• Discrimination – Individual vs. Institutional
  • Discrimination is differential treatment and harmful actions against minorities. Can be based on different factors including race, age, religion, etc. Can occur at individual or organizational/institutional level.
    • Individual discrimination – a science professor who doesn’t let women into his class.
    • Institutional discrimination – governments, banks, etc.
      • Example: Brown vs. Board of Education in 1954. In this court case, overturned separate schools for whites and African-Americans. Brown said these schools aren’t equal, and Africans were being mistreated.
  • Unintentional discrimination – how policies can discriminate unintentionally
    • Side-effect discrimination – talks about how one institution/sector can influence another negatively.
      • a small town where African American always get unfair verdict of guilty. Then while applying to a job later, don’t get the job because of record. Criminal justice reached unfair verdict, and potential employers are swayed too.
    • Past-In-Present discrimination – how things done in the past, even if no longer allowed they can have consequences for people in the present.
      • After Brown vs. Board verdict, but girl in integrated school still doesn’t feel welcome in her classroom.
  • Prejudice vs. Discrimination
  • Prejudice = attitudes that prejudge a group, usually negative and not based on facts. Make same assumptions about everyone in a group without considering their differences. (cognition)
    • CEO doesn’t think women are capable of running a team.
  • Discrimination = differential treatment and harmful actions against minorities. (action)
    • say there’s a woman who’s very good at the job, but doesn’t promote her just because she’s a women.
  • Organizations and Bureaucratization
  • Organizations and bureaucracies play a large role on our lives.
  • Organizations are institutions designed for a specific purpose, and try to achieve maximum efficiency.
    • Postal Service, McDonalds, etc.
  • Utilitarian Organizations – members are paid/rewarded for their efforts, ex. Businesses and government jobs, and universities.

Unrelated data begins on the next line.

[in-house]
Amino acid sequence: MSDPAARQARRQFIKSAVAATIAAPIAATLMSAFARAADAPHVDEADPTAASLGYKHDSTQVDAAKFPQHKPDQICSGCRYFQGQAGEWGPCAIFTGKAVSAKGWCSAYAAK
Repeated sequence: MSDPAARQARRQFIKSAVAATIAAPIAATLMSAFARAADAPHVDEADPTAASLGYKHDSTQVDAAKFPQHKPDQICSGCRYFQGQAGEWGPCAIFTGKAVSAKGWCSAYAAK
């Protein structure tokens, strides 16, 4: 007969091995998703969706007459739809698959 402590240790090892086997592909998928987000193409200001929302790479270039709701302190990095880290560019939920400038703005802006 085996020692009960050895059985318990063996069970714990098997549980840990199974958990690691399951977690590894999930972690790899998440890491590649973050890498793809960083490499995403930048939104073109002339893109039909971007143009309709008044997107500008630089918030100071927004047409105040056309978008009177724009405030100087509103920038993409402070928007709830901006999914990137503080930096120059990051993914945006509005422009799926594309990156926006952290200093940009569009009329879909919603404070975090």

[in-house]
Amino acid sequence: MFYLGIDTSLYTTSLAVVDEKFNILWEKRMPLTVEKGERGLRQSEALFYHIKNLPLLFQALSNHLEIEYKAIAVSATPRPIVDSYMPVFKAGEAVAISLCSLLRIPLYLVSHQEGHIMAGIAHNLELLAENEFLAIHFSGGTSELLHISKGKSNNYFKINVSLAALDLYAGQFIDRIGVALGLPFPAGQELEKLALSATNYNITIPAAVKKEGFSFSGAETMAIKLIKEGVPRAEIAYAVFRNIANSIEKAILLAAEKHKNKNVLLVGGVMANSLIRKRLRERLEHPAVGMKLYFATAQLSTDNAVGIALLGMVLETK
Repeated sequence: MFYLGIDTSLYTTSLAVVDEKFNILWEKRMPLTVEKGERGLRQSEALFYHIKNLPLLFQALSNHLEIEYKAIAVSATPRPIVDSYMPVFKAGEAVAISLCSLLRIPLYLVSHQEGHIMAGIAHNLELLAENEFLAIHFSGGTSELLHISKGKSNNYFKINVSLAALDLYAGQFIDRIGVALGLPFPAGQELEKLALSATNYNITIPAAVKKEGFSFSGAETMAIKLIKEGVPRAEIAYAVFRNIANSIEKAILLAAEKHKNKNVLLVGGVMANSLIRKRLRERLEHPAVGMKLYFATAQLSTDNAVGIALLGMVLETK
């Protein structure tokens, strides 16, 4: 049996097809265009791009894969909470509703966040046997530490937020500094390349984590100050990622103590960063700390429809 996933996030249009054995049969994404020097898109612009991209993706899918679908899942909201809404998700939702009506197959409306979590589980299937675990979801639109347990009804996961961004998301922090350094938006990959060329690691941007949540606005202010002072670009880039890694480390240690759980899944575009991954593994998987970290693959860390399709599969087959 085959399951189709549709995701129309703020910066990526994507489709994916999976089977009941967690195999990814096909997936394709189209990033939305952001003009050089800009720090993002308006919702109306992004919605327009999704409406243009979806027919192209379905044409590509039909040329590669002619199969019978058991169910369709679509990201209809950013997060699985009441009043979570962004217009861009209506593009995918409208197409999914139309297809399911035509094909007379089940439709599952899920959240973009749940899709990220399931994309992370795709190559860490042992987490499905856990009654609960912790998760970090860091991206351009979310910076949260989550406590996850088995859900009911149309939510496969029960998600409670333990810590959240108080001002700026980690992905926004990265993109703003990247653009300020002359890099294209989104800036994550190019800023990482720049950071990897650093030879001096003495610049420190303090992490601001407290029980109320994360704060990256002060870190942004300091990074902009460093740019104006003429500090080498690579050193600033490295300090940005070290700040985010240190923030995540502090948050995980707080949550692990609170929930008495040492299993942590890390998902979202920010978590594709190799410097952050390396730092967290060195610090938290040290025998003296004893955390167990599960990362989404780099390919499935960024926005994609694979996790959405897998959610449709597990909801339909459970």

• Normative Organizations – members come together through shared goals, ex. religion groups or MADD. Positive sense of unity and purpose.
  • Coercive Organization – members don’t have choice about membership, ex. people in a prison, or the military.


  • Organizations achieve maximum efficiency through bureaucracy – the rules, structures, and rankings that guide organizations.
    • Bureaucratization – process by which organizations become increasingly governed by laws and policy.
      • customer service, move through 12 menu options before reaching someone to help you.
    • Iron rule of oligarchy – even most democratic of organizations become more bureaucratic over time until they’re governed by select few.
      • Why? Once person gains leadership role they might be hesitant to give it up. Also have skills that make them valuable.
    • McDonaldization – fast food organizations have come to dominate other organizations in society. Principles of efficiency, calculability, predictability, and control – have dominated everything, from medicine to sporting events to entertainment
      • Movie theatres all look and work similarly, with same brands and movies.
  • Characteristics of an Ideal Bureaucracy
  • Max Weber (sociologist) studied structure of organizations,
  • 5 main characteristics of an ideal bureaucracy, regardless of goal of organization:
    • Division of labour – people are trained to do specific tasks.
      • Pro – people are better at tasks, and increased efficiency.
      • Con – increase alienation in workers, separating them from other works, and they don’t see work from beginning to end. Also trained incapacity, where workers are so specialized lose touch with overall picture.
    • Hierarchy of organization – each position is under supervision of higher authority.
      • Pro – clarify who’s in command
      • Con – deprive people of voice in decision making, and shirk responsibility, especially in unethical tasks. Also allows them to hide mistakes.
    • Written rules and regulations
      • Pro – clear expectations, uniform performance, equal treatment of all employees, and sense of unity/continuity to organization.
      • Con – stiffens creativity, and if too much structure discourages employees from taking initiative. Goal displacement (rules become more important than goals)
    • Impersonality – how individuals and officials conduct activities in unbiased manner
      • Pro – equal treatment
      • Con – alienation, discourage loyalty to the group
    • Employment based on technical qualifications –hiring in bureaucracy is based on qualifications on person has and not favouritism
      • Pro – decrease discrimination
      • Con – decrease ambition (only secure job and do nothing more). Peter Principle, where every employee in hierarchy keeps getting promoted until they reach level of incompetence.
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